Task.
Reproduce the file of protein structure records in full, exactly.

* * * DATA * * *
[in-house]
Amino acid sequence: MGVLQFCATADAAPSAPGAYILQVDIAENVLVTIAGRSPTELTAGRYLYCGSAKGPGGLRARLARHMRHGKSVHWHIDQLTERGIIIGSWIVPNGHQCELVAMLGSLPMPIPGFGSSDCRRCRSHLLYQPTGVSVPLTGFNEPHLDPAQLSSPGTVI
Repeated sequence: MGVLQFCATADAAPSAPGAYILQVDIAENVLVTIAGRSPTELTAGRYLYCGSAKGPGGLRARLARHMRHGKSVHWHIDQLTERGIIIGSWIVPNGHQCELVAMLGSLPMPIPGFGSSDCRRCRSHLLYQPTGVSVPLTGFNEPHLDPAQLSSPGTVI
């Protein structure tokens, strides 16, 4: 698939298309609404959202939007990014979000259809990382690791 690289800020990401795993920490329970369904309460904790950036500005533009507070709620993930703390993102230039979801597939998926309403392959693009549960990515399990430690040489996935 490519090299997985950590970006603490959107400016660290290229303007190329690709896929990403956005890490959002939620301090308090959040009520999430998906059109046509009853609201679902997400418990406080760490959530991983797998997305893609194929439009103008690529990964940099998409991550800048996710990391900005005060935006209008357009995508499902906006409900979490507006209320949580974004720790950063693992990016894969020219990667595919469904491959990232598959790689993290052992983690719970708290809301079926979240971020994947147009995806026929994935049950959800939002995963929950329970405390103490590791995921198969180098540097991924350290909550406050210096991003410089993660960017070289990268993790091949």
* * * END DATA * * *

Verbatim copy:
[in-house]
Amino acid sequence: MGVLQFCATADAAPSAPGAYILQVDIAENVLVTIAGRSPTELTAGRYLYCGSAKGPGGLRARLARHMRHGKSVHWHIDQLTERGIIIGSWIVPNGHQCELVAMLGSLPMPIPGFGSSDCRRCRSHLLYQPTGVSVPLTGFNEPHLDPAQLSSPGTVI
Repeated sequence: MGVLQFCATADAAPSAPGAYILQVDIAENVLVTIAGRSPTELTAGRYLYCGSAKGPGGLRARLARHMRHGKSVHWHIDQLTERGIIIGSWIVPNGHQCELVAMLGSLPMPIPGFGSSDCRRCRSHLLYQPTGVSVPLTGFNEPHLDPAQLSSPGTVI
């Protein structure tokens, strides 16, 4: 698939298309609404959202939007990014979000259809990382690791 690289800020990401795993920490329970369904309460904790950036500005533009507070709620993930703390993102230039979801597939998926309403392959693009549960990515399990430690040489996935 490519090299997985950590970006603490959107400016660290290229303007190329690709896929990403956005890490959002939620301090308090959040009520999430998906059109046509009853609201679902997400418990406080760490959530991983797998997305893609194929439009103008690529990964940099998409991550800048996710990391900005005060935006209008357009995508499902906006409900979490507006209320949580974004720790950063693992990016894969020219990667595919469904491959990232598959790689993290052992983690719970708290809301079926979240971020994947147009995806026929994935049950959800939002995963929950329970405390103490590791995921198969180098540097991924350290909550406050210096991003410089993660960017070289990268993790091949």